top of page

6 surprising things about the growth mindset that you probably didn't know!

6 surprising things about the growth mindset

We have spoken a fair bit about the growth mindset on this site, and in today's article, I want to share with you 6 things that you probably didn't know about it. As you know, the growth mindset was discovered by Dr Carol Dweck when she researched how people grappled with failure. She started by seeing how children reacted to a series of increasingly difficult puzzles. She found out that there are two types of children - those who were energised by increased difficulty, and those who gave up. This led to further research into how the two mindsets were formed - and these she called the growth mindset and the fixed mindset. What Dweck further uncovered was that these mindsets are equally present in adults as they are in children, and by understanding their mindset, we can also predict if they were more likely to succeed or fail in the face of uncertainty.

Dweck's Questions

Let's see if you had a growth mindset or not. I repeat Dweck's questions here for you.

Read each statement and decide if you mostly agree, or mostly disagree, with it:

1. Your intelligence is something very basic about you that you cannot change very much.

2. You can learn new things, but you cannot really change how intelligent you are.

3. No matter how much intelligence you have, you can always change it quite a bit.

4. You can always substantially change how intelligent you are.

You can also substitute the word intelligence for "business skills", "artistic talent" etc, and still have a valid result.

Now, Questions 1 and 2 are the fixed mindset questions, and Questions 3 and 4 are the growth mindset ones. So, how did you do?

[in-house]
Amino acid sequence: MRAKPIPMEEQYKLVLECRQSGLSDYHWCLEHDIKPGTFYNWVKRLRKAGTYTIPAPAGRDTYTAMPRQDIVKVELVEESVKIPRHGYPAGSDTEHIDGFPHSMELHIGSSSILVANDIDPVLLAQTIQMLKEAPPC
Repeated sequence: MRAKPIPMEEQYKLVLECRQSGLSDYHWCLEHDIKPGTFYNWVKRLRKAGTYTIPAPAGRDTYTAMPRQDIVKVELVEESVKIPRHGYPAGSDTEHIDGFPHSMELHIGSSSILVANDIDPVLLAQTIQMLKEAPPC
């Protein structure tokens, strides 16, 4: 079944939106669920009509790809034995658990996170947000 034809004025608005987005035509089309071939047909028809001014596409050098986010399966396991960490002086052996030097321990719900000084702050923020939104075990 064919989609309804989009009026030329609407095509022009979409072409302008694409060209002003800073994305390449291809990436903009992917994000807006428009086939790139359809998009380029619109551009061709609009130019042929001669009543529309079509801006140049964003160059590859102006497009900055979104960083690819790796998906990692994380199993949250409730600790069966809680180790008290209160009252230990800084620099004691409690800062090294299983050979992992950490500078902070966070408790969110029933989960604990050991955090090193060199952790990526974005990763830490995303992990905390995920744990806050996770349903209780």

Now, let's see how this is applied to personal qualities. Read the following statements and see if you mostly agree, or mostly disagree, with them:

1. You are a certain kind of person and there is not much that can be done to really change that

2. No matter what kind of person you are, you can always change substantially

3. You can do things differently, but the important parts of who you are really can't change

4. You can always change basic things about the kind of person you are

Questions 1 and 3 are the fixed mindset questions, and Questions 2 and 4 are the growth mindset. So, are you a fixed or growth mindset person in this case?

So here's the first of the surprises...

1. You can have separate mindsets

Now, did you get the same results for both sets of questions? It can actually be that both differ. The first set deals with intelligence and talent, things that require mental ability. The second set addresses your personality, and how you react to situations. So, they deal with different issues, and hence can differ. This may come as a surprise to some of you because we normally associate a person who has a fixed mindset to ALWAYS have a fixed mindset in all situations. But the fact is that he can have fixed mindset about personality, and a growth mindset about intelligence.